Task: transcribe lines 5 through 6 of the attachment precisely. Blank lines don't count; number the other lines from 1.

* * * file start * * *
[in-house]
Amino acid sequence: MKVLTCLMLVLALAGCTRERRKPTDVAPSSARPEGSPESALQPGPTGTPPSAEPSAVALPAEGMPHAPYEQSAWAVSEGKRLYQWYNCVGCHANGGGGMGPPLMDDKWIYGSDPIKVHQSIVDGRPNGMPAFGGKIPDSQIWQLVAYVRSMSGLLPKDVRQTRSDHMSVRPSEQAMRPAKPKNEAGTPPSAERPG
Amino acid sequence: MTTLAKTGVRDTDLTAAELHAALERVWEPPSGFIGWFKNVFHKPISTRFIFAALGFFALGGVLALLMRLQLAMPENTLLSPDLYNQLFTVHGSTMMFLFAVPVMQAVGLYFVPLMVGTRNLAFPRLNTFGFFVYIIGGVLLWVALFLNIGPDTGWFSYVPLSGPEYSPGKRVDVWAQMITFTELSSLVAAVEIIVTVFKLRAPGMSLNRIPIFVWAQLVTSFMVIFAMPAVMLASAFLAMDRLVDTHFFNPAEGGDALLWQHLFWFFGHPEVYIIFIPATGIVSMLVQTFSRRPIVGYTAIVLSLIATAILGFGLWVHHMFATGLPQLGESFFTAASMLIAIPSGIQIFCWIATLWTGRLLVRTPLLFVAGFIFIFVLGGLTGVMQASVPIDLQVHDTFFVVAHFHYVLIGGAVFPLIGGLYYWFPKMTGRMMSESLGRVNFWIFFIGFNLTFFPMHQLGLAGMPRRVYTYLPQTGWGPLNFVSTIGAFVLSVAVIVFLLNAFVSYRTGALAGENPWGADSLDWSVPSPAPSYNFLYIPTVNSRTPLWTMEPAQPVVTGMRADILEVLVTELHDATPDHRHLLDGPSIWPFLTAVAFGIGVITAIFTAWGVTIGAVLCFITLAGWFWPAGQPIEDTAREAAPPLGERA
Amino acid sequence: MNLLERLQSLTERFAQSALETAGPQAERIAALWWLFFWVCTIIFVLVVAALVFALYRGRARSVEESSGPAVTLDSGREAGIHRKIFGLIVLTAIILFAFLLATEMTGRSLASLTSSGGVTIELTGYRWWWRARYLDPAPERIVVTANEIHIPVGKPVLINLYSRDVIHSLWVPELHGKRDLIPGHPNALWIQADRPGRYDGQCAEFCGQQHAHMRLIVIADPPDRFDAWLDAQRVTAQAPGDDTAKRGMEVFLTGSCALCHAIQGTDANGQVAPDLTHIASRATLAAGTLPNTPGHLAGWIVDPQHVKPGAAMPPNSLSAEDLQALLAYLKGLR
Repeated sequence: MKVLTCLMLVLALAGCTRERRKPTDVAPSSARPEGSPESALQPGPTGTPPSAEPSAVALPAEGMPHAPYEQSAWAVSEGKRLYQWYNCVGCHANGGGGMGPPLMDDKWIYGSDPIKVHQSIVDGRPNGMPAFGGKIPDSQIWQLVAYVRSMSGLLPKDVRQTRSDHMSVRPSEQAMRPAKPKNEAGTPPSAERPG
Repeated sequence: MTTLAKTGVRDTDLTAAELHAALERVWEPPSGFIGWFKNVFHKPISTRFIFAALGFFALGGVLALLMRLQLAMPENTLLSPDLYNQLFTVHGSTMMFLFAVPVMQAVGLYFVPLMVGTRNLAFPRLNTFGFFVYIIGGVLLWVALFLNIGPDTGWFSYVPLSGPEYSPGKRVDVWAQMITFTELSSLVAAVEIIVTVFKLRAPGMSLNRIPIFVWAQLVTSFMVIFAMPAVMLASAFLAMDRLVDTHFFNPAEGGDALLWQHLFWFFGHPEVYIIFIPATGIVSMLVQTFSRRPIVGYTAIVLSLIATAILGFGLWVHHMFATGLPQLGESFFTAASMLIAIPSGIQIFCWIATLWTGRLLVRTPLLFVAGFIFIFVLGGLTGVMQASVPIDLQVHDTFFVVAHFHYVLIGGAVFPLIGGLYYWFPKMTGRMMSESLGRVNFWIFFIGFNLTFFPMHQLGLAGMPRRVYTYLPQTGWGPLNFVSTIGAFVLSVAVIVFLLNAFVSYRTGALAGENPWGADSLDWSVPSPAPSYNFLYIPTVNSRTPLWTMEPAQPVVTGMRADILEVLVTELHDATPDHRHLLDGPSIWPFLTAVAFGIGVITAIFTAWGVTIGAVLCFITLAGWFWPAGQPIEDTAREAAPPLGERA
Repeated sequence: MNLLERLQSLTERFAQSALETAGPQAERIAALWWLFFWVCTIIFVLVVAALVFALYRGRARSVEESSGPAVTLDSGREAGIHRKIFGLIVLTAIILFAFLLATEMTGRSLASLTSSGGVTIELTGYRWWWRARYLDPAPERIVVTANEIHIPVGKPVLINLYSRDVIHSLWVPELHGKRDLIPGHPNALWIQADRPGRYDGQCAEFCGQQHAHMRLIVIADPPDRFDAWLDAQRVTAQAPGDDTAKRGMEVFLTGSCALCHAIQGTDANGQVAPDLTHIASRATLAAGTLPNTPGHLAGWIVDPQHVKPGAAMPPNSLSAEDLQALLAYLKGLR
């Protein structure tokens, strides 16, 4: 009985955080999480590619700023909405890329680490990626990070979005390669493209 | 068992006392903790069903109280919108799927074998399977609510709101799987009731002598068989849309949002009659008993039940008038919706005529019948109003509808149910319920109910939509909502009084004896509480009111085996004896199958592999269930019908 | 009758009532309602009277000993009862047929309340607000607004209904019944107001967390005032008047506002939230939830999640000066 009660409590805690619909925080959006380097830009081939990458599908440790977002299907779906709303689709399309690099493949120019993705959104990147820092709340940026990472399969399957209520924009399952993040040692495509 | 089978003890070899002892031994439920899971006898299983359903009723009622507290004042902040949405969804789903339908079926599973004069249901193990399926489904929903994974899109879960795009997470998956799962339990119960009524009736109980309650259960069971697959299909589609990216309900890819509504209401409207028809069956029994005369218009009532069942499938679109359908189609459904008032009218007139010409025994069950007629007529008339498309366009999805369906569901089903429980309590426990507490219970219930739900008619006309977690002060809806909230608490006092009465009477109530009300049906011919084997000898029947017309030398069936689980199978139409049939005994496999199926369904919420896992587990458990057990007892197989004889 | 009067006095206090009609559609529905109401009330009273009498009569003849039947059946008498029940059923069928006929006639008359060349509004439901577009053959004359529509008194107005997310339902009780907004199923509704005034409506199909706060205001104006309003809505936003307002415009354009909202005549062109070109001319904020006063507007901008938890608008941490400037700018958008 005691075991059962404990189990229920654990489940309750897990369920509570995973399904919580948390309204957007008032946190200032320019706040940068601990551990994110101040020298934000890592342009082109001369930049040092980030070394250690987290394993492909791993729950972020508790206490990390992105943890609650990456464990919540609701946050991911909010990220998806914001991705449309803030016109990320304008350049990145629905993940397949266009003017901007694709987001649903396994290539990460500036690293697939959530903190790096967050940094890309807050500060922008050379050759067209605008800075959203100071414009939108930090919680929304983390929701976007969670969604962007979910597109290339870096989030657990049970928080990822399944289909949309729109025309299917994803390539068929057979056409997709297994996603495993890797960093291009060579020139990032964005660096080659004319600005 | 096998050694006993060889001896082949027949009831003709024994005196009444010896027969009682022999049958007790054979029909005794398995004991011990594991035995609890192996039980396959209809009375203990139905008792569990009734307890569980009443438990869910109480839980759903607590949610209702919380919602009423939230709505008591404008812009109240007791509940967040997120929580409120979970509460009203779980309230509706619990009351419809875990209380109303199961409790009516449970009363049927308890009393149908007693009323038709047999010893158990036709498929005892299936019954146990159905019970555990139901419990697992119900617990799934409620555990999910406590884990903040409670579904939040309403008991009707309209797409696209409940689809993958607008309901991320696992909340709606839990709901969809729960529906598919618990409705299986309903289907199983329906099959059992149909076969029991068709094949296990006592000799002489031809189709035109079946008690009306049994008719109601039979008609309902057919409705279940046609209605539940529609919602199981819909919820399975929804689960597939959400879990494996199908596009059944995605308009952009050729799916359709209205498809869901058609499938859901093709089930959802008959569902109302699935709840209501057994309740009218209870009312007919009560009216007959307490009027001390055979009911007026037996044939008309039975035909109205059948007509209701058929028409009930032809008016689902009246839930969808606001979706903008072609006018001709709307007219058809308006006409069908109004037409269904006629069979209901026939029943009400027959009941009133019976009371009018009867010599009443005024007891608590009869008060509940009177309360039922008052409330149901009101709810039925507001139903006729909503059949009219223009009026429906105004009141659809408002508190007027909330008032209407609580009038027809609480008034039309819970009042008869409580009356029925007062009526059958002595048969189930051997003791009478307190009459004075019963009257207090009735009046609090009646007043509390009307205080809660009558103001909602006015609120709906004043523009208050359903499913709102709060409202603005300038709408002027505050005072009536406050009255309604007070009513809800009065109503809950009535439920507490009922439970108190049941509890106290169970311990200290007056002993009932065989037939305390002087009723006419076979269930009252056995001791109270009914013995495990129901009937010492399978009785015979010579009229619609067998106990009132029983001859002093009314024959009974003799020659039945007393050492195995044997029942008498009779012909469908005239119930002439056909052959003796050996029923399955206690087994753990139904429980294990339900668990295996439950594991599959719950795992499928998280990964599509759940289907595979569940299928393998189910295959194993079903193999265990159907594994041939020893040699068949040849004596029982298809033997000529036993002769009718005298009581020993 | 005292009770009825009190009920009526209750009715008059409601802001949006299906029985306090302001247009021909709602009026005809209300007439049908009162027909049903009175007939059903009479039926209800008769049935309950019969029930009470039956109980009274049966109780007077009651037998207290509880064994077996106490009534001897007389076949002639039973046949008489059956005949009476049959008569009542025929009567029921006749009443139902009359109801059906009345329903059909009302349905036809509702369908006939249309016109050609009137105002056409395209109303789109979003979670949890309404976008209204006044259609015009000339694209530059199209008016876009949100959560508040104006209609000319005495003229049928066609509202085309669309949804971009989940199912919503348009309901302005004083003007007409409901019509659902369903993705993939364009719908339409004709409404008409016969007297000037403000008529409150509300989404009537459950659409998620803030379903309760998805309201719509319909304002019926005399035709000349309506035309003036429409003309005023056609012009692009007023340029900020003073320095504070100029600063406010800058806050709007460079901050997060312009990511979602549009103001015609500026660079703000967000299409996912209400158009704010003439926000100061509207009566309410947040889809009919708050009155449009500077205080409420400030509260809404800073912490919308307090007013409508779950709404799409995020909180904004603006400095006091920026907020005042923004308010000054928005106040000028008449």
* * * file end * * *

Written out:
Repeated sequence: MKVLTCLMLVLALAGCTRERRKPTDVAPSSARPEGSPESALQPGPTGTPPSAEPSAVALPAEGMPHAPYEQSAWAVSEGKRLYQWYNCVGCHANGGGGMGPPLMDDKWIYGSDPIKVHQSIVDGRPNGMPAFGGKIPDSQIWQLVAYVRSMSGLLPKDVRQTRSDHMSVRPSEQAMRPAKPKNEAGTPPSAERPG
Repeated sequence: MTTLAKTGVRDTDLTAAELHAALERVWEPPSGFIGWFKNVFHKPISTRFIFAALGFFALGGVLALLMRLQLAMPENTLLSPDLYNQLFTVHGSTMMFLFAVPVMQAVGLYFVPLMVGTRNLAFPRLNTFGFFVYIIGGVLLWVALFLNIGPDTGWFSYVPLSGPEYSPGKRVDVWAQMITFTELSSLVAAVEIIVTVFKLRAPGMSLNRIPIFVWAQLVTSFMVIFAMPAVMLASAFLAMDRLVDTHFFNPAEGGDALLWQHLFWFFGHPEVYIIFIPATGIVSMLVQTFSRRPIVGYTAIVLSLIATAILGFGLWVHHMFATGLPQLGESFFTAASMLIAIPSGIQIFCWIATLWTGRLLVRTPLLFVAGFIFIFVLGGLTGVMQASVPIDLQVHDTFFVVAHFHYVLIGGAVFPLIGGLYYWFPKMTGRMMSESLGRVNFWIFFIGFNLTFFPMHQLGLAGMPRRVYTYLPQTGWGPLNFVSTIGAFVLSVAVIVFLLNAFVSYRTGALAGENPWGADSLDWSVPSPAPSYNFLYIPTVNSRTPLWTMEPAQPVVTGMRADILEVLVTELHDATPDHRHLLDGPSIWPFLTAVAFGIGVITAIFTAWGVTIGAVLCFITLAGWFWPAGQPIEDTAREAAPPLGERA